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It is why I ususlly plan my trips outsidcof school holidays with regards to English kids, and avoid weekends.  On Barfleur school parties are normally caged in the reclining lounges and you don’t see them...😁

I find French kids the noisiest though, but I found them better behaved.  When I went on Barfleur when she was in Dover we had large parties of both English and French kids, myself and my travelling companion spent a bit of time working out which was which from a distance so we couldn’t catch what they were saying.  We tried to guess from behaviour alone.

Edited by Khaines

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I am always suprised that the school parties travel on the more expensive routes, rather than the cheaper ones - but they don't bother me anyway - theycan be quite entertaining!

 

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25 minutes ago, nottingham said:

I am always suprised that the school parties travel on the more expensive routes, rather than the cheaper ones - but they don't bother me anyway - theycan be quite entertaining!

 

I quite like reading the grumpy old men comments they make me feel quite young 😉

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Justifiably grumpy I think. Having been awake much of last night due to something indeterminate I had eaten yesterday followed by an early start for a 5 hour drive to Ouistreham with another hour and a quarter drive at the UK end I had been rather looking forward to a relaxing crossing on MSM to recharge my batteries before the second leg as it were.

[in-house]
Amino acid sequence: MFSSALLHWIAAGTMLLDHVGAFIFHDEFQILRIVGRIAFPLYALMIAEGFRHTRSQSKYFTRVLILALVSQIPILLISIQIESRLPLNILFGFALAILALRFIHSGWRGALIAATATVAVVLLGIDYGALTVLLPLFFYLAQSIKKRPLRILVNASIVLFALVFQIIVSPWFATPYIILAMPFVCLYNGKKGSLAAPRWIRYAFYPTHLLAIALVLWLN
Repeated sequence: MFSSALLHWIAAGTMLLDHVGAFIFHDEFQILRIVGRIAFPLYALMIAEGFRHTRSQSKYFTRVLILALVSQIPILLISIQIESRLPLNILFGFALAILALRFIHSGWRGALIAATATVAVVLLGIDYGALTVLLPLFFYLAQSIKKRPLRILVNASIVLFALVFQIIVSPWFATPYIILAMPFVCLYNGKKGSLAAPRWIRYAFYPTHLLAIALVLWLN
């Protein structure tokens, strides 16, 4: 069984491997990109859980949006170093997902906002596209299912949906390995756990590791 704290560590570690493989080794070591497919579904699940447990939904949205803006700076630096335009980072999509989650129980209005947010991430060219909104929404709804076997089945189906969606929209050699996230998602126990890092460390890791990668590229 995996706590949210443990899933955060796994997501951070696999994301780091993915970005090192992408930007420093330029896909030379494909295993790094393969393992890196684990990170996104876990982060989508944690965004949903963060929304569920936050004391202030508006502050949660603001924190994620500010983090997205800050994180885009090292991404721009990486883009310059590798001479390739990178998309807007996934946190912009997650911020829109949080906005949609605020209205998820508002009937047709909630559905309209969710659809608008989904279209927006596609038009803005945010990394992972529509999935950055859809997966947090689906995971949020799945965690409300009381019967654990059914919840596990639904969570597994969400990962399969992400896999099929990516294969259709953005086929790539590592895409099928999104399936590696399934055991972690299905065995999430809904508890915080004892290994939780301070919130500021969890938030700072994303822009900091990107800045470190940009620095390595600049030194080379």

At the age of 70 and with my hearing aids cutting out from the ambient noise levels from the frogspawn I was doomed to disappointment.

Enjoy your experience of feeling young Neil, it won't last as long as you imagine.

Still, while there is life there is hope so make the most of it.

Colin

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6 hours ago, cvabishop said:

frogspawn

Love it. 😀 That's the best collective noun I've ever seen to describe French kids. I may borrow it, if you don't mind. Ed. 

Edited by Cabin-boy

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9 hours ago, nottingham said:

I am always suprised that the school parties travel on the more expensive routes, rather than the cheaper ones - but they don't bother me anyway - theycan be quite entertaining!

 

I'll never forget this school party moment when I was on the sundecks of MSM next to a group of school kids -> 

Kid 1 "Sir, I thought we were going to Portsmouth, not Dover"

Teacher: "No, we're going to Portsmouth"

Kid 2 "Someones stolen the ship then, cos those are them white cliffs of dover"

DFP: "WOW.....!" 

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1 hour ago, neilcvx said: